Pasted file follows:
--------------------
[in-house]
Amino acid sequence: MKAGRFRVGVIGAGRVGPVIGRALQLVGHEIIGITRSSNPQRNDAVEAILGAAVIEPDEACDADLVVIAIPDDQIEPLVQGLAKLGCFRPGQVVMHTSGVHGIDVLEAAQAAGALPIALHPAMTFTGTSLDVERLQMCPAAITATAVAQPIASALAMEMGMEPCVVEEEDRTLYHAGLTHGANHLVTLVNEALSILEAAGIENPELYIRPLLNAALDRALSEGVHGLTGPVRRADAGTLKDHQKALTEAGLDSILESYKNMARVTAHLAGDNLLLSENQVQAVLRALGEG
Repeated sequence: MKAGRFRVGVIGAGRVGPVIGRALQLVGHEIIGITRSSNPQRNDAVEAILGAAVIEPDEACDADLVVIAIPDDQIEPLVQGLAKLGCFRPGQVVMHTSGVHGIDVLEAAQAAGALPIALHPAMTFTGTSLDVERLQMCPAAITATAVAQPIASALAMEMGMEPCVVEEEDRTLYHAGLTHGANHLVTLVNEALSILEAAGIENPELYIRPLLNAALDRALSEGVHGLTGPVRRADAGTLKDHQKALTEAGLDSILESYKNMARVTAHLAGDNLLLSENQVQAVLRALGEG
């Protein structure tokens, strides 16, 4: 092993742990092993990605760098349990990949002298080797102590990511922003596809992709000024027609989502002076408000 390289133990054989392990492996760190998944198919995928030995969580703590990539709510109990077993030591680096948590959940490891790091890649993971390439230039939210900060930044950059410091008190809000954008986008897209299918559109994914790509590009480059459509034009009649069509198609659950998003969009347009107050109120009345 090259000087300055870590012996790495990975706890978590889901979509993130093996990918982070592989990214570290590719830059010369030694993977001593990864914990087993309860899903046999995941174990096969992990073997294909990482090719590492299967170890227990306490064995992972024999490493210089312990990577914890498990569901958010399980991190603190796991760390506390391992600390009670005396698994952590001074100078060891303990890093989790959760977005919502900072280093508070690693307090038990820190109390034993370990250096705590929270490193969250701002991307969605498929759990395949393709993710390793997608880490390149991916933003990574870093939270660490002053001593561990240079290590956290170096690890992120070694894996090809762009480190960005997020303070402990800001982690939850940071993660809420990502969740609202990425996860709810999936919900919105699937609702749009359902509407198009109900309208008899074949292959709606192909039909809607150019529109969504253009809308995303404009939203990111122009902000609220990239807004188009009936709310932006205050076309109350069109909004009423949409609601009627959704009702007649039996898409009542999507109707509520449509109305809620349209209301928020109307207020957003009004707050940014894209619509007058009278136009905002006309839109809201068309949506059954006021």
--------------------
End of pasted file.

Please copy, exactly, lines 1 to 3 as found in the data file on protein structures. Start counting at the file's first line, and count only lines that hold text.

[in-house]
Amino acid sequence: MKAGRFRVGVIGAGRVGPVIGRALQLVGHEIIGITRSSNPQRNDAVEAILGAAVIEPDEACDADLVVIAIPDDQIEPLVQGLAKLGCFRPGQVVMHTSGVHGIDVLEAAQAAGALPIALHPAMTFTGTSLDVERLQMCPAAITATAVAQPIASALAMEMGMEPCVVEEEDRTLYHAGLTHGANHLVTLVNEALSILEAAGIENPELYIRPLLNAALDRALSEGVHGLTGPVRRADAGTLKDHQKALTEAGLDSILESYKNMARVTAHLAGDNLLLSENQVQAVLRALGEG
Repeated sequence: MKAGRFRVGVIGAGRVGPVIGRALQLVGHEIIGITRSSNPQRNDAVEAILGAAVIEPDEACDADLVVIAIPDDQIEPLVQGLAKLGCFRPGQVVMHTSGVHGIDVLEAAQAAGALPIALHPAMTFTGTSLDVERLQMCPAAITATAVAQPIASALAMEMGMEPCVVEEEDRTLYHAGLTHGANHLVTLVNEALSILEAAGIENPELYIRPLLNAALDRALSEGVHGLTGPVRRADAGTLKDHQKALTEAGLDSILESYKNMARVTAHLAGDNLLLSENQVQAVLRALGEG